Do you have an on-prem Active Directory (AD) environment and syncing to Azure Active Directory (AD)? If so, you may have run across a frustrating problem - an on-prem AD user has expired but that user can still access resources protected with Azure AD.

Unfortunately, Azure AD is not aware when an on-prem AD user is expired. This situation can lead to a user accessing cloud services when they should not be allowed to.

To remedy this security risk, you can use PowerShell to find all expired AD accounts and revoke those accounts' Azure AD refresh token.

This article was inspired by Alex Holmeset's informative script on this subject.

Let's break down what it takes to build a PowerShell script to find all expired on-prem AD users, find each account's Azure AD counterpart and revoke their token.


If you intend for the examples in this code to work in your environment, be sure you have the following prerequisites in place ahead of time.

  • Have an on-prem AD environment
  • Have an Azure AD tenant created
  • Have on-prem and Azure AD user accounts synced
  • Are using the AD account expiration feature for various user accounts
  • Are logged into a domain-joined computer with user-read rights
  • Have the Remote Server Administration Tools (RSAT) tools installed on Windows 10
  • Have the Az PowerShell module installed - All examples use v1.8.0 in this article.

Finding Expired AD User Accounts

The first task is finding all on-prem AD user accounts that are disabled. The easiest way to do that is by using the Search-AdAccount cmdlet. This is a cmdlet that allows you to scour on-prem AD many different ways. In this example, you're interested in only finding user accounts that are expired.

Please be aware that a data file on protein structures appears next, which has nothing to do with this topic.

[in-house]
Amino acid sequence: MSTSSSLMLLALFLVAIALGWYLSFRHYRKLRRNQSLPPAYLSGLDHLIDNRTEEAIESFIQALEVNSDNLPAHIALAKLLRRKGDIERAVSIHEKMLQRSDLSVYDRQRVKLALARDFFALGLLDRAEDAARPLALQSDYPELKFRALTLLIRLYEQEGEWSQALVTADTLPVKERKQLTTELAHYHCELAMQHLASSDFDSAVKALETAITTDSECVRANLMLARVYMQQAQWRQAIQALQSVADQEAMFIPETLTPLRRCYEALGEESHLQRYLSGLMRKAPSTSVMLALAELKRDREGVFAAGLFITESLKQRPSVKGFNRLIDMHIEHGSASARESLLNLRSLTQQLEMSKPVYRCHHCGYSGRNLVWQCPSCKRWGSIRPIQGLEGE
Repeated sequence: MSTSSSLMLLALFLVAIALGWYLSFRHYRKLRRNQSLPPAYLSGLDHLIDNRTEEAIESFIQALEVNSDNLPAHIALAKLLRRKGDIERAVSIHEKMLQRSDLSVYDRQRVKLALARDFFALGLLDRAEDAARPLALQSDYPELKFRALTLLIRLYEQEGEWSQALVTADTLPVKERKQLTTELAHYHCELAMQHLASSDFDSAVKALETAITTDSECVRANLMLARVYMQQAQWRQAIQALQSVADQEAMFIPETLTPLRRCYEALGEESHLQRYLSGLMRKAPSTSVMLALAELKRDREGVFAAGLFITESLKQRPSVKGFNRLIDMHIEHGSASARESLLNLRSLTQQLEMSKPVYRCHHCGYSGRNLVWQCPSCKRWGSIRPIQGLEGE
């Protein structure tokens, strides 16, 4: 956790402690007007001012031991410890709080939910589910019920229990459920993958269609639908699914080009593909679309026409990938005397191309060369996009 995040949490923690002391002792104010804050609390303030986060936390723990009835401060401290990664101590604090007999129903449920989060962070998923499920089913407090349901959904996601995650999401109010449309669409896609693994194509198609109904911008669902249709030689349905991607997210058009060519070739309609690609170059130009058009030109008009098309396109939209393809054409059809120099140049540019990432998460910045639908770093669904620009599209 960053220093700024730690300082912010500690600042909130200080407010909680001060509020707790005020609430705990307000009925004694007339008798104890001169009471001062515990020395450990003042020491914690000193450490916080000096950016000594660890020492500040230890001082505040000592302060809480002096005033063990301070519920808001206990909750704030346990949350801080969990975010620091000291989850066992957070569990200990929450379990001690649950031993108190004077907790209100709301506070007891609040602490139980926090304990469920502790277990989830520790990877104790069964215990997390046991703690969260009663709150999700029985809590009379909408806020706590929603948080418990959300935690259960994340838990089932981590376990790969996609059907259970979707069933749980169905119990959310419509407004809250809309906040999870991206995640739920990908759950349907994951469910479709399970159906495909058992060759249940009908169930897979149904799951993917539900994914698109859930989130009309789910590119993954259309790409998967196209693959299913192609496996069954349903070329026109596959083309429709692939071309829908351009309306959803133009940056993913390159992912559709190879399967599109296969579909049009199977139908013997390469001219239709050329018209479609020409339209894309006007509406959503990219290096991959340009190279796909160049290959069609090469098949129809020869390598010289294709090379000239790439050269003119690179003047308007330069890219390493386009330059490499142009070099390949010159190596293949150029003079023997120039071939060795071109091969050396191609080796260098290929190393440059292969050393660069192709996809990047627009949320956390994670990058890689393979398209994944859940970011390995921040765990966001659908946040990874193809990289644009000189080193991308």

Open up a PowerShell console and run Search-AdAccount limiting the scope to only expired user accounts.

$expiredUsers = Search-ADAccount -AccountExpired -UsersOnly

Disabling Expired AD User Accounts

Once you have each expired user account in memory, it's time to disable each account with the Disable-ADAccount cmdlet.

It is not a requirement to disable the expired AD account. Some use cases call for this if you don't intend to use this account in the near future again.

One way to process an action (disabling an AD account) on a set of objects is to use a foreach loop. Set up the foreach loop to disable each expired user account found. The code below passes each user account saved in $expiredUsers to the Disable-AdAccount cmdlet and attempts to disable each one.

foreach ($user in $expiredusers) {
	$user | Disable-ADAccount
If you'd rather not be prompted each time when disabling a user, use the -Confirm:$false parameter and value.

Revoking Azure AD User Refresh Tokens

It's time for the final step - actually revoking the Azure AD refresh tokens.

Using the foreach loop created earlier, first add another step inside of the loop to find the on-prem AD account's associated Azure AD account using the Get-AzAdUser cmdlet. Once the associated Azure AD account is found then pass that account to the Revoke-AzureADUserAllRefreshToken cmdlet.

You can see below a script you can use to bring all of these instructions together.

$expiredUsers = Search-ADAccount -AccountExpired -UsersOnly

foreach ($user in $expiredusers) {
  ## disable the on-prem AD account
	$user | Disable-ADAccount
  ## find the associated Azure AD account and the Azure AD refresh token from it
	Get-AzADUser -ObjectId $user.UserPrincipalName | Revoke-AzureADUserAllRefreshToken

Next Steps

Now that you have a script to:

  • Find all expired, on-prem, AD user accounts
  • Find each account's Azure AD account
  • Revoke each account's refresh token

...where would this script best be used? Sure, you could run this ad-hoc whenever you want but if you use the user expiration feature, over time, more users will end up being expired. Try to roll this into a scheduled task or via Azure Automation perhaps to keep on top of this problem.